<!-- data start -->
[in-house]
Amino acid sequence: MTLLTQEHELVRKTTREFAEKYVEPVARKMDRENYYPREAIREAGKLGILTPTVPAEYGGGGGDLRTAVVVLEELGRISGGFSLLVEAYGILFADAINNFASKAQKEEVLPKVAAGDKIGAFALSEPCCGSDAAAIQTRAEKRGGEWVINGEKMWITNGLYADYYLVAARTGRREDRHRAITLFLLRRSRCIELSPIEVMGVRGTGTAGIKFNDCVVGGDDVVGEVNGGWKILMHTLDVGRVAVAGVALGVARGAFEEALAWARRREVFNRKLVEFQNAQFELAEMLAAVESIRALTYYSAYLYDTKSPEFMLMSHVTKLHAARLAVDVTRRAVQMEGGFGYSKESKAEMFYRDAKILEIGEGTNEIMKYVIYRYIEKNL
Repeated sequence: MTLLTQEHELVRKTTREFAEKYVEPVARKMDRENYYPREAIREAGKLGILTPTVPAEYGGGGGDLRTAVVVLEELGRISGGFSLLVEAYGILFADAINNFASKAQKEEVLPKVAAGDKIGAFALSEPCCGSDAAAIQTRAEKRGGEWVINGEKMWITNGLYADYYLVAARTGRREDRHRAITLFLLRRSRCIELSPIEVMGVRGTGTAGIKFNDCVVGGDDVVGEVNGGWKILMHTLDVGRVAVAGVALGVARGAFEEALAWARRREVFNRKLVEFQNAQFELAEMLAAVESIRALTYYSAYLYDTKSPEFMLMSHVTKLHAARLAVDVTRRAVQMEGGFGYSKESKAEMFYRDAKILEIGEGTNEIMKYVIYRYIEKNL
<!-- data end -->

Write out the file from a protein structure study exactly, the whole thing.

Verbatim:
[in-house]
Amino acid sequence: MTLLTQEHELVRKTTREFAEKYVEPVARKMDRENYYPREAIREAGKLGILTPTVPAEYGGGGGDLRTAVVVLEELGRISGGFSLLVEAYGILFADAINNFASKAQKEEVLPKVAAGDKIGAFALSEPCCGSDAAAIQTRAEKRGGEWVINGEKMWITNGLYADYYLVAARTGRREDRHRAITLFLLRRSRCIELSPIEVMGVRGTGTAGIKFNDCVVGGDDVVGEVNGGWKILMHTLDVGRVAVAGVALGVARGAFEEALAWARRREVFNRKLVEFQNAQFELAEMLAAVESIRALTYYSAYLYDTKSPEFMLMSHVTKLHAARLAVDVTRRAVQMEGGFGYSKESKAEMFYRDAKILEIGEGTNEIMKYVIYRYIEKNL
Repeated sequence: MTLLTQEHELVRKTTREFAEKYVEPVARKMDRENYYPREAIREAGKLGILTPTVPAEYGGGGGDLRTAVVVLEELGRISGGFSLLVEAYGILFADAINNFASKAQKEEVLPKVAAGDKIGAFALSEPCCGSDAAAIQTRAEKRGGEWVINGEKMWITNGLYADYYLVAARTGRREDRHRAITLFLLRRSRCIELSPIEVMGVRGTGTAGIKFNDCVVGGDDVVGEVNGGWKILMHTLDVGRVAVAGVALGVARGAFEEALAWARRREVFNRKLVEFQNAQFELAEMLAAVESIRALTYYSAYLYDTKSPEFMLMSHVTKLHAARLAVDVTRRAVQMEGGFGYSKESKAEMFYRDAKILEIGEGTNEIMKYVIYRYIEKNL